A new study to be published in the April issue of the Journal of Gerontology: Medical Sciences has found that older adults who are socially active are less likely to suffer from problems with mobility and other disabilities, according to SeniorJournal.com.
"Social activity has long been recognized as an essential component of healthy aging, but now we have strong evidence that it is also related to better everyday functioning and less disability in old age," said lead researcher Bryan James, the news source reports.
The study was composed of 954 seniors who had an average age of 82.
At the start, none of them had any disability and underwent annual evaluations of mental, emotional and physical welfare. At the end of the review period, researchers found that those who lived a life with high social activity were twice as likely to be free of a handicap.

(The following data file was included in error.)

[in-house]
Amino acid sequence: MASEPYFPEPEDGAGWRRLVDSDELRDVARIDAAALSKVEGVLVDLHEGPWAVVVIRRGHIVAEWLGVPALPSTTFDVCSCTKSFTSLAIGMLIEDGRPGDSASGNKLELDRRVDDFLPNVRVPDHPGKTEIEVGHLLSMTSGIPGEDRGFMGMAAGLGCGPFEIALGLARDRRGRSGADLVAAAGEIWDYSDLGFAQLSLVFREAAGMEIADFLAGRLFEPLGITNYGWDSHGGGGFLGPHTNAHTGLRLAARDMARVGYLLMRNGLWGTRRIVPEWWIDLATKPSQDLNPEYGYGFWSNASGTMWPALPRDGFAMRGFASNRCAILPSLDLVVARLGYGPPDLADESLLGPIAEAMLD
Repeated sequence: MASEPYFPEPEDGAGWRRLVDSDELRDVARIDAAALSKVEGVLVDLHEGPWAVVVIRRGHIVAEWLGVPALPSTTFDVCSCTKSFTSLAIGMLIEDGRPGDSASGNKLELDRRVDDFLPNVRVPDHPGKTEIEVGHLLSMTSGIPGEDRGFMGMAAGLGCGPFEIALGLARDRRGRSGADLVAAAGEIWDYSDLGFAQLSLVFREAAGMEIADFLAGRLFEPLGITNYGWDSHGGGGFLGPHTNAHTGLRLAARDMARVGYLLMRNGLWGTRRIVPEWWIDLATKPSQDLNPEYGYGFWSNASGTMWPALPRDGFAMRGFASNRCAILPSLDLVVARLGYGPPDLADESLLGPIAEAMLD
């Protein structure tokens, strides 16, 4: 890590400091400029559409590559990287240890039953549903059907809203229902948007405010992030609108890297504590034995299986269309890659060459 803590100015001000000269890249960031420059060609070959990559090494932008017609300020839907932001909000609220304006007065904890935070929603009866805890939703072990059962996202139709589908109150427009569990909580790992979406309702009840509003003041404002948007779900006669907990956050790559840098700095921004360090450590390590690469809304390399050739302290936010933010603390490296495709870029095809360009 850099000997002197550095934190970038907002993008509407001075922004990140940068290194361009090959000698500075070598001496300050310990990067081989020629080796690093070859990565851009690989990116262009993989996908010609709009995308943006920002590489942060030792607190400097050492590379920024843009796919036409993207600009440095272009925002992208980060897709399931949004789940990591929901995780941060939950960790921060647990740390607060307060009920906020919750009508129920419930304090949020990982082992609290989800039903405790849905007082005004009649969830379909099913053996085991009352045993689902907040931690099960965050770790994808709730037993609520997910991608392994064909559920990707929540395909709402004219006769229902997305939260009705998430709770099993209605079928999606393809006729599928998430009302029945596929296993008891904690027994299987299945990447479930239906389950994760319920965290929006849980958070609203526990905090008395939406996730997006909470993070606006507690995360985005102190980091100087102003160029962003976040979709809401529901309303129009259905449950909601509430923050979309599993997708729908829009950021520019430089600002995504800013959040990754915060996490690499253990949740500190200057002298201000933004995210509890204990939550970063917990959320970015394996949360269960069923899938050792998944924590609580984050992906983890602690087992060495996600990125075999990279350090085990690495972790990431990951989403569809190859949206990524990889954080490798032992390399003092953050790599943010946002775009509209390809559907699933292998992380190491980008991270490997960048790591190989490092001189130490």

This may indicate that assisted living communities could be better for seniors than living alone, because these facilities often provide centers and group activities that can help older adults stay socially engaged in their golden years.
One survey conducted by retirement home provider Atria and the International Longevity Center has found that residents of retirement living facilities may have higher life satisfaction.